Members Ready for League and Nursing Home Contract TalksJuly 19, 2021
Heroes unite! This is our fight!
1199SEIU members have commenced preparations for contract negotiations with the League of Voluntary Hospitals and Homes and Group and Greater Nursing Homes by sending a strong message that the same workers who were called heroes during evening rounds of applause and on splashy banners, need to be recognized the same way at the bargaining table.
“We have given everything we have to these institutions,” says League Negotiating Committee Member Carmen Batista, a secretary at NYU Langone Medical Center in Manhattan. “Our work makes these hospitals the world-class facilities they are. They will not allow them to disregard us when we sit down at the bargaining table.”
It is indisputable that healthcare workers gave everything they had every day in the fight against COVID-19. Many made the ultimate sacrifice, yet at bargaining time workers, still have to worry about fighting for livable wages and protecting the lifesaving healthcare benefits and that their families depend on.
“COVID put a lot of things in perspective for me and my coworkers.
We were labeled heroes in the middle of the pandemic and continued to work like we always had,” says PCT Nancy Stokes, a negating committee member from Mid-Hudson Regional Hospital in Hudson, NY. “And then [management showed us] we still wind up having to fight for everything, so you know what? Now we will fight even harder for everything. We will fight to protect the pensions, healthcare and wages we deserve.”
League and Nursing Home negotiating committee elections were held in the spring, with May and June retreats kicking off formal bargaining prep and the development of contract proposals.
Though contract negotiations will be largely virtual, workers have already been demonstrating their readiness. In addition to chapter meeting, trainings, and contract and communication captain elections, League members have conducted a number of sticker days and “flood the phones” call ins to management.
“We have to be ready to go in there and fight for the things we want,” says negotiating committee member Nikosa Collins, a cytotechnologist at New York- Presbyterian Hospital in Manhattan.
“We have to go in and say, ‘if you don’t give us what we need we are prepared to go on strike!’ A lot of people don’t realize that we maintain what we have contract to contract and this year is no different—whether they call us heroes or not.”
The League was founded in 1968 and currently represents 109 nonprofit hospitals, nursing homes and healthcare institutions throughout the New York City metropolitan area. And 1199’s collective bargaining agreement with the employer association is the Union’s gold standard contract. In the nursing home industry, the Group and Greater employer associations represent some 160 nursing homes throughout downstate New York.
Altogether, about 600 1199ers sit on the two negotiating committees. And they are hyped up and ready to go to the table and protect it.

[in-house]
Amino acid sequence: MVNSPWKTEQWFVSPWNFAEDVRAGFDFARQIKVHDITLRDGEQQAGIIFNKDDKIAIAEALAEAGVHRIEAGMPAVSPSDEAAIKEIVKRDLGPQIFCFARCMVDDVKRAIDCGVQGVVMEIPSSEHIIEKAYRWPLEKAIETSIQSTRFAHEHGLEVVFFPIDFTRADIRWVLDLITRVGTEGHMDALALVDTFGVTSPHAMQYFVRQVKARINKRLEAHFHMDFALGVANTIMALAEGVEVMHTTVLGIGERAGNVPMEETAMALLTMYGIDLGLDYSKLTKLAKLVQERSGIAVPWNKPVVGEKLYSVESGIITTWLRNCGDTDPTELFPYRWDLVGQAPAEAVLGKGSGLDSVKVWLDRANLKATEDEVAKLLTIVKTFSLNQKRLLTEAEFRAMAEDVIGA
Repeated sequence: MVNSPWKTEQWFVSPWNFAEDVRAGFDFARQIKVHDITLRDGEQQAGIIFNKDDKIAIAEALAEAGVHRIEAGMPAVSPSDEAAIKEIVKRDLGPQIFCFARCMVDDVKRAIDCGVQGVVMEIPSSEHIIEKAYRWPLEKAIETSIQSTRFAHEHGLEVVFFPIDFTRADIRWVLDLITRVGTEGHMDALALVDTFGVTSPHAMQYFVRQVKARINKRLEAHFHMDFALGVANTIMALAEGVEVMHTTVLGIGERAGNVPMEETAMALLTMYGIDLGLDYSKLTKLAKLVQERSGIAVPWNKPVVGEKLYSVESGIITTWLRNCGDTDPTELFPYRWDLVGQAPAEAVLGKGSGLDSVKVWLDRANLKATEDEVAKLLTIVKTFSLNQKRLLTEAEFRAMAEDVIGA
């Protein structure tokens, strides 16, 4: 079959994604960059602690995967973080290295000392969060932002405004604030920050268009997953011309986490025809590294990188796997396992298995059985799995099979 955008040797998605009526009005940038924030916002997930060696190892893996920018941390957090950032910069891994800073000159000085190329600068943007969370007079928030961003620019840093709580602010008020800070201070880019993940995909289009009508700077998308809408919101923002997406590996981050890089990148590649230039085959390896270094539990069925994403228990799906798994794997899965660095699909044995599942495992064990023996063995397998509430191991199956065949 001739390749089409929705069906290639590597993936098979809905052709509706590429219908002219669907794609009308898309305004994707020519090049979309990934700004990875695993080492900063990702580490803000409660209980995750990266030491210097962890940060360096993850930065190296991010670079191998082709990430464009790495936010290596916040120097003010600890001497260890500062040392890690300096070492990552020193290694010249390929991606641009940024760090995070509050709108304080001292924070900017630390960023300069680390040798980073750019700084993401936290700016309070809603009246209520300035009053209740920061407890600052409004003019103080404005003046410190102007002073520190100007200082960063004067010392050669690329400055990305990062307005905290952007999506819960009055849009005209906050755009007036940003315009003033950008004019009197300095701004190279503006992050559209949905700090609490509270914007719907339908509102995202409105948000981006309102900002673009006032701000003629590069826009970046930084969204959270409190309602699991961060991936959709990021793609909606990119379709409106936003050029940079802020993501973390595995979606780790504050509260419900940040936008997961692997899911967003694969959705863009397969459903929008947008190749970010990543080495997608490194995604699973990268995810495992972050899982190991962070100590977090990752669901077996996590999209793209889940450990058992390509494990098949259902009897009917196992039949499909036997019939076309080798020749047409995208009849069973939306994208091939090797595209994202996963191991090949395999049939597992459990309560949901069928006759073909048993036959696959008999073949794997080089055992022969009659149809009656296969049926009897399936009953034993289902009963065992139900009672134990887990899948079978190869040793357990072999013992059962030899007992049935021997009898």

Led by 1199SEIU President George Gresham and Union attorney Dan Ratner, the Union’s League negotiating committee is preparing to set forth a list of demands that cover wage increase, our Funds, staffing, new organizing, and RN and pro-tech issues. Nursing home members, led by Ratner and Executive Vice Presidents Yvonne Armstrong and Milly Silva are determined to protect their health benefits and wages, and win major improvements to their pensions. As in previous negotiations, workers are expecting a raft of management complaints about pensions, healthcare costs and organizing.
“One thing we know is that they are going to fight us tooth and nail,” Senior EVP for Long Term Care Yvonne Armstrong told negotiating committee members at a June 4 meeting. “Everything in our industry is a fight.”
Workers are vowing to stand together against any threats to healthcare and pensions and any talk intended to divide workers from one another. While 1199ers acknowledged bargaining challenges, one thing that is not up for debate is their professionalism, dedication, and sacrifice.
“Healthcare workers went in day after day, often without access to proper PPE,” said committee member Jim Wendt, a nuclear medicine technologist at Bon Secours Medical Center in Port Jervis, NY. “We saw many people get sick, many had to be intubated and some passed away and not once did I hear one of my co-workers say, ‘I’m not going into that room or I’m not going to treat that patient’.
President Gresham praised the committees’ toughness, encouraging levelheaded clarity in the face of League pressure and the tremendous challenges that will arise as we recover from COVID-19.
“I’m excited and hopeful. I know I’m not going into this battle alone; there other [workers] in the same situation as us sitting in those negotiations,” says Nancy Stokes, a first-time negotiating committee member. “Our hospital may be the new kid on the block with the League, but we are all facing the same issues.”
At press time, ratification of 1199’s League and Nursing Home demands was under way, with a broader rollout set for later in the month.